Ethics: January 2021 Current Affairs Current Affairs Notes | EduRev

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82                                                                               www.visionias.in                                                                        ©Vision IAS  
9. ETHICS 
9.1. LAW AND LIBERTY  
Introduction  
In the general parlance, liberty and law are seen as opposite forces where law restricts the extent of liberty and 
liberty continuously pushing the boundaries of the law. But are they always antithetical to each other? When do 
they operate in harmony and when in opposition? How can their opposition be resolved and what should be the 
way forward? 
What is a law and liberty and how do they interact?  
Broadly, law is the set of rules and regulations which enables effective 
functioning of society by upholding its collective value system. For 
example, a society which values gender equality will translate this idea 
into a law that prescribes penalization of gender discrimination.  
In other words, a law can be understood as a codification of collective 
ethics of society. Liberty, on the other hand, broadly refers to the idea or state of being free and being able to 
act in accordance with one’s wishes. For example, an Indian citizen 
has the liberty to reside in any part of the country.  
But the idea of freedom which constitutes the crux of liberty is in 
some or the other way part of the societal value system. The idea 
of liberty and conception of a law both have their basis in the value 
of system of the society.  
Every value system remains in continuous flux and so does the idea 
of liberty in that society. This is unlike a law which remains static 
unless actively amended. This creates a scenario where there is continuous interaction between a law, extent of 
societal allowance for liberty and individual liberty. For example, before decriminalization of homosexuality in 
India, section 377 of IPC law was at variance with liberty of the individual. At the same time, studies suggest that 
for more than 50 percent of India’s population still consider homosexuality as a taboo.  
Does the idea of individual liberty influence the lawmaking process? If yes, then how?  
As can be seen from above, both liberty and law have their core in the prevalent ethical framework of the society.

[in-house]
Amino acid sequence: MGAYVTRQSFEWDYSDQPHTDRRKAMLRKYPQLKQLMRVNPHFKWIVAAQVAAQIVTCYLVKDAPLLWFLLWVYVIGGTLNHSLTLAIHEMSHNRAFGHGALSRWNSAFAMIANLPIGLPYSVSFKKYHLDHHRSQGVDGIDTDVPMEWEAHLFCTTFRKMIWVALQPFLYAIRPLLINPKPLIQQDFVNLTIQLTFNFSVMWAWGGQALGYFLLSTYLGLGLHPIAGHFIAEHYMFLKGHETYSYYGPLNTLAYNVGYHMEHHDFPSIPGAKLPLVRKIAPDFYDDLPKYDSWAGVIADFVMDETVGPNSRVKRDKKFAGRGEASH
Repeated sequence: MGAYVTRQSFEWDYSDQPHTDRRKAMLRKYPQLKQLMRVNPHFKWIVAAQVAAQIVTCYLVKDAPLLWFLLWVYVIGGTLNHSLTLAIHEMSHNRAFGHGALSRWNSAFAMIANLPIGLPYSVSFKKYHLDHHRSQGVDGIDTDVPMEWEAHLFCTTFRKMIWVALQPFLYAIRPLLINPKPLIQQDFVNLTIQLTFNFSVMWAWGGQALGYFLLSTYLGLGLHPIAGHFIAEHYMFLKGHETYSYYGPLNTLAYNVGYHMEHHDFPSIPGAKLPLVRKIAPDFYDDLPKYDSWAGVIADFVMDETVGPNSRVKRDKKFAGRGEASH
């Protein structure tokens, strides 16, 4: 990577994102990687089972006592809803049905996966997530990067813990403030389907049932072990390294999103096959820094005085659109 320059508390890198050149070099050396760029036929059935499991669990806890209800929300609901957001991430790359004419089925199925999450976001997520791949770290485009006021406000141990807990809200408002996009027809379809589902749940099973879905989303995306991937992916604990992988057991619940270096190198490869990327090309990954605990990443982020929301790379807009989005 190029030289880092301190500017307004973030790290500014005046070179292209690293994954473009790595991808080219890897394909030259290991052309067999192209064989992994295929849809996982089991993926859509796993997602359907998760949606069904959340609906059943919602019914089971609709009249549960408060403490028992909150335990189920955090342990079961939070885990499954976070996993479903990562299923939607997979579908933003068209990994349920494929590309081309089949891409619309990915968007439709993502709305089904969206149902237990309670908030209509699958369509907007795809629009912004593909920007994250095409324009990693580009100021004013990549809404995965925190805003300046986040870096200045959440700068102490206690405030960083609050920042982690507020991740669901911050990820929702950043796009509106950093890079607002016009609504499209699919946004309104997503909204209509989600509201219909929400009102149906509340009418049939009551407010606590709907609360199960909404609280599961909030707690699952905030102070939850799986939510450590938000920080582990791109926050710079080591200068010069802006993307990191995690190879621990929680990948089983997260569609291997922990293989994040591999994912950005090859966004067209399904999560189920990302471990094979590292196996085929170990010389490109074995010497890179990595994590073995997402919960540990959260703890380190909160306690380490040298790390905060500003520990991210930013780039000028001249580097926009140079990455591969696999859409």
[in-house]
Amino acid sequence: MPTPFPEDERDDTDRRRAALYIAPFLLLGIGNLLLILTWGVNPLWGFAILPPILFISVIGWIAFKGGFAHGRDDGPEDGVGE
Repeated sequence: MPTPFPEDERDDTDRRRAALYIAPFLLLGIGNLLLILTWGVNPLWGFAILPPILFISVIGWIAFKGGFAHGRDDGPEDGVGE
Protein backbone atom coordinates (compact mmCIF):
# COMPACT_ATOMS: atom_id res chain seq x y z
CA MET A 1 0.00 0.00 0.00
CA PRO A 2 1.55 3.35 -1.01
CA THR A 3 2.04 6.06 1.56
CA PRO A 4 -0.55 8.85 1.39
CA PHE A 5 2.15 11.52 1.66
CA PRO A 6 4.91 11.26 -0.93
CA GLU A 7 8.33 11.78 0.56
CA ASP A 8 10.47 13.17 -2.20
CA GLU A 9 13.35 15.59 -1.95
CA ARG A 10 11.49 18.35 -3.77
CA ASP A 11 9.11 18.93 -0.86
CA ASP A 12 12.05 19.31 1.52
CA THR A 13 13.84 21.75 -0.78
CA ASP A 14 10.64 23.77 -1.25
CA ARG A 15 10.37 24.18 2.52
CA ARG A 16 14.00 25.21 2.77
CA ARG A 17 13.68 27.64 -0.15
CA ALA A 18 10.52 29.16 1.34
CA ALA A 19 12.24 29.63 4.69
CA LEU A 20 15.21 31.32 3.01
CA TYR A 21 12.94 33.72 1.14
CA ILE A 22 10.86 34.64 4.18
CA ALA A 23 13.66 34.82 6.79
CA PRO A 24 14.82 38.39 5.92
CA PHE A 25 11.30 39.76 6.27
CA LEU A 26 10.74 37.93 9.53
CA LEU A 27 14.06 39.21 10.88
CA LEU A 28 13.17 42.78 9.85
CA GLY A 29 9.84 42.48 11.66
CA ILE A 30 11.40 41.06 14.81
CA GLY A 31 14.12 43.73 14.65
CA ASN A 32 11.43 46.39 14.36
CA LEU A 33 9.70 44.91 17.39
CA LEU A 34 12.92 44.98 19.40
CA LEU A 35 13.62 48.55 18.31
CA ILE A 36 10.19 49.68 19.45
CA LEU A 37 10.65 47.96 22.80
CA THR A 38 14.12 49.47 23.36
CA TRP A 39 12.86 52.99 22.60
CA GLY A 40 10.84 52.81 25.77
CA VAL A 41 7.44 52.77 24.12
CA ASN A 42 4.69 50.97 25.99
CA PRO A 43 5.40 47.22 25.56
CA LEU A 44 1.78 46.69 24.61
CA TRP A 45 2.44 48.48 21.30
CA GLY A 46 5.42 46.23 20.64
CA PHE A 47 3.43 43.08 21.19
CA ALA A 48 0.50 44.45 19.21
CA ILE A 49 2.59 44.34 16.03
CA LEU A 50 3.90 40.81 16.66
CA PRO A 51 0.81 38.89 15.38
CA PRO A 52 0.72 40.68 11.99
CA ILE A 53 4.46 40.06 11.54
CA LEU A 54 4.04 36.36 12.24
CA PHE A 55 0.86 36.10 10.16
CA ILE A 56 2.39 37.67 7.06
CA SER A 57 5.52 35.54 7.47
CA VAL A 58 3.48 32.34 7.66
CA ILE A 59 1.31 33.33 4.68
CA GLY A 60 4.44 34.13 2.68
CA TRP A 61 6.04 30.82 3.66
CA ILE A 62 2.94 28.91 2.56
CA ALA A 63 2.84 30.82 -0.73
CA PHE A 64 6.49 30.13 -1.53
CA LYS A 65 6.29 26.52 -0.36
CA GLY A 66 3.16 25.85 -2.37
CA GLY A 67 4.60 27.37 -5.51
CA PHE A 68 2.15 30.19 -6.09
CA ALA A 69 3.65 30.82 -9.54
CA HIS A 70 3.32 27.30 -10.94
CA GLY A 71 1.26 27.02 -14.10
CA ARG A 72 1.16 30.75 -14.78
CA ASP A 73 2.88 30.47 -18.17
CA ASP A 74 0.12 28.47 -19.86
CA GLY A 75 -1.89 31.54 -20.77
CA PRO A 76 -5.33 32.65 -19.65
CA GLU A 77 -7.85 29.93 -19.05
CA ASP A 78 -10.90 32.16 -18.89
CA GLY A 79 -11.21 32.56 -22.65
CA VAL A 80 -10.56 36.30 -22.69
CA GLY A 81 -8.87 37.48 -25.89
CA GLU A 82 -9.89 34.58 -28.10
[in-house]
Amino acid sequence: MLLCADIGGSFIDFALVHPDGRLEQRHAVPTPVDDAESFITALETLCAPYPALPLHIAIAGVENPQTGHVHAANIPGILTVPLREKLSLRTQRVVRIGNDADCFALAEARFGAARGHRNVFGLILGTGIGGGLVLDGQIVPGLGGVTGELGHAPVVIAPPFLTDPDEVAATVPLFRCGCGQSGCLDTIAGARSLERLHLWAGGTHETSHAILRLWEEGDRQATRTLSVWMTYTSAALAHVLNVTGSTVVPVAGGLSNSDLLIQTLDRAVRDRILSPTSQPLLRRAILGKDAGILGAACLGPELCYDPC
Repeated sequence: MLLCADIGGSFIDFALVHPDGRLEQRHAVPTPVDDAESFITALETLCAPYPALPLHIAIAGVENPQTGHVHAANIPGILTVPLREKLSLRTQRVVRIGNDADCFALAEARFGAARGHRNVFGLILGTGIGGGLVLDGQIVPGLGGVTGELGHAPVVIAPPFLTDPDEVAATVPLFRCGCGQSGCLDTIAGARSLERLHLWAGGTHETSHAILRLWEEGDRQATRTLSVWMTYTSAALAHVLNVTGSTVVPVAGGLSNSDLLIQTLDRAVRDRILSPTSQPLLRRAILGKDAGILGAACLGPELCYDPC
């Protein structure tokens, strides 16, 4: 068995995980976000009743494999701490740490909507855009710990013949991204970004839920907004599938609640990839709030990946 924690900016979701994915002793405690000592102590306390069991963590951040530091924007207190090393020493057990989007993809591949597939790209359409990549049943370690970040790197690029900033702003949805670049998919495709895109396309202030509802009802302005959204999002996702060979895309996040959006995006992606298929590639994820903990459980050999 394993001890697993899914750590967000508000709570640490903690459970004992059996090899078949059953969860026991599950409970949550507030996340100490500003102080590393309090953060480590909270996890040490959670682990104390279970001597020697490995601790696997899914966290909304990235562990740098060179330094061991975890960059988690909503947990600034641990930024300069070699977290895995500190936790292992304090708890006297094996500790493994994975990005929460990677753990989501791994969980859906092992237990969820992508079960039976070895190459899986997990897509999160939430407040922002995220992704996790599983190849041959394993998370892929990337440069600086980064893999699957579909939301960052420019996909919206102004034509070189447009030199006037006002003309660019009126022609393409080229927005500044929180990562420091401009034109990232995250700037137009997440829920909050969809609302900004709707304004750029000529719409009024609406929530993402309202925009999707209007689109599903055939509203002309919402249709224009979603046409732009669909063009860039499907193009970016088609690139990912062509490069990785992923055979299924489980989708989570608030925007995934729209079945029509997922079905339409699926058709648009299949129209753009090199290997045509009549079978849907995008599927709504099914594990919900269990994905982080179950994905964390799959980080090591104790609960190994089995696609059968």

This common core leads to influence of liberty on law in following ways-  
• Influence through the constitutional pathway: 
Our constitution upholds the Liberty as a part of 
basic structure and as a consequence, it becomes 
fundamental to law making process. For 
example, the laws that are blatantly antithetical 
to individual liberty are termed as 
unconstitutional and thus get repealed.  
• Civil society vigilance on restriction to liberties: 
Any law which seems to unreasonably restrict 
individual liberty, faces active opposition in the 
form of protests and/or non-compliance. For 
example, the law barring widow remarriage in 
India faced opposition from several sections and was ultimately amended.  
• Democratic nature of the Government: The prevalence of democracy creates an indirect pressure on the 
political representative to align laws with collective will of the people. This ensures that altering the status of 
societal liberty can entails political costs for the ruling dispensation.  
On the other hand, what are the potential impacts a law can have on exercise of liberty?  
• Balancing individual liberty and collective needs: Exercise of liberty, although key to experience of freedom 
and personal growth, cannot be absolute in nature. The exercise of liberty does not happen in a vacuum but 
Law, liberty and India’s Constitution  
Liberty serves as a key value in India’s constitution. This can 
be clearly inferred by the text of the preamble which states 
that people of India enjoy liberty of thought, expression, 
belief, faith and worship.  
With regard to enforceability of one’s liberty, in India 
Fundamental Rights of the individual serve as the 
barometer for the extent of liberty available to the 
individual. For example, liberty granted in Article 21 of the 
Constitution entails that a person can go out of the country 
at will, but this is subject to the reasonable restrictions 
documented in the Article. 
Positive Liberty: It is the possibility of 
acting — or the fact of acting — in such 
a way as to take control of one's life and 
realize one's fundamental purposes. 
Negative Liberty: It is the absence of 
obstacles, barriers or constraints for a 
particular action.  
Page 2